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Academics & Wikipedia

I know many academics who detest Wikipedia (not all of them, of course, but a noteworthy number). And I wholeheartedly disagree.


I don't think there is a single greater tool for educating ones self on a wide variety of topics than Wikipedia. It doesn't matter what I want to know about, I can learn about it there. It's really a depth vs. breadth debate... Wikipedia can tell you a little about a lot of topics, but it fails to tell you a lot about any single topic.

To which I think there are two important considerations. First, many Wikipedia entries now feature a pretty comprehensive 'works cited' section where you can go for more in-depth look at the topic in question. Second, the peer-reviewed journal articles that academics treat as the gold-standard of research knowledge are basically useless to anyone who doesn't already have an in-depth understanding of a particular topic. Even if they do, the articles are often locked-up and isolated from the public; available only to those willing to pay or access to university library systems. If I wanted to learn something about how an internal combustion engine works, for example, I could get a pretty decent basic understanding from Wikipedia, or I could read dozens of 40-page journal articles about obscure components of such engines and not learn a single thing.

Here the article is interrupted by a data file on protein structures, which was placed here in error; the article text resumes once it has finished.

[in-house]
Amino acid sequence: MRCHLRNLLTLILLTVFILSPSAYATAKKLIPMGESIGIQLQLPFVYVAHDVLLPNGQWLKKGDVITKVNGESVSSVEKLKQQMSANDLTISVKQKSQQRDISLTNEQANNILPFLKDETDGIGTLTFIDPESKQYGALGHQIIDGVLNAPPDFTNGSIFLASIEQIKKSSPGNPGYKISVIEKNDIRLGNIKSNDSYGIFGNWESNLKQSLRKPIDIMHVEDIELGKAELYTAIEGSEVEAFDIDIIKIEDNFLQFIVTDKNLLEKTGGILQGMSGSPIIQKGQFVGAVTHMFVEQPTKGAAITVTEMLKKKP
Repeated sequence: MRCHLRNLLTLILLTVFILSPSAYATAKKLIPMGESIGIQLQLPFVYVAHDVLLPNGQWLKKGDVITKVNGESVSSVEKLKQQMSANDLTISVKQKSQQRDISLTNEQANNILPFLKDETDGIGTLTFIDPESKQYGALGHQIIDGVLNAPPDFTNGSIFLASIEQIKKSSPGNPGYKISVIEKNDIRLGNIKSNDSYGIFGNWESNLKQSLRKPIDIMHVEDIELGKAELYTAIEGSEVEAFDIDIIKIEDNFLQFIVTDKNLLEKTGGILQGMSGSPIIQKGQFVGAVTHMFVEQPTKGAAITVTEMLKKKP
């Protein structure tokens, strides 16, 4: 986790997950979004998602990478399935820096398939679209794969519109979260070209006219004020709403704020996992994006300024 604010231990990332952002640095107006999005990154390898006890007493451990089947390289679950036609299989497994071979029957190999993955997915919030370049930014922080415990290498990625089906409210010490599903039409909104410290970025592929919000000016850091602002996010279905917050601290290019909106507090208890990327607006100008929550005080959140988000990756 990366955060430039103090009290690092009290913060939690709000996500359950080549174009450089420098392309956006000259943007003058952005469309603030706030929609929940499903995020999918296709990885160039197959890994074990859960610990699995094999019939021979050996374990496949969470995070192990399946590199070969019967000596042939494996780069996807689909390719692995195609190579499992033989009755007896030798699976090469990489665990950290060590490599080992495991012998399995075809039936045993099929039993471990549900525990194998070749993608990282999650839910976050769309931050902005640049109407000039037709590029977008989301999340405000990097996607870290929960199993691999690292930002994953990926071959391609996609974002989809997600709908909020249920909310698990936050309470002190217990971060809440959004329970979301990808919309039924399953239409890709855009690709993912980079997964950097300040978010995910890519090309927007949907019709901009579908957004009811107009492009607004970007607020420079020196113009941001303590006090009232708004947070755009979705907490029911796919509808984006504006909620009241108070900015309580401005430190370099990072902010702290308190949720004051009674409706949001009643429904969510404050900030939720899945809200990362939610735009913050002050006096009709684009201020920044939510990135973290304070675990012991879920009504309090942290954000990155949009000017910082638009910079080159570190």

The whole situation intrigues me because, it would seem, academics should be all about the dissemination of knowledge throughout our society; and yet, because of the minuscule chance of finding factual error somewhere out there, many have become hostile to the very idea of Wikipedia.

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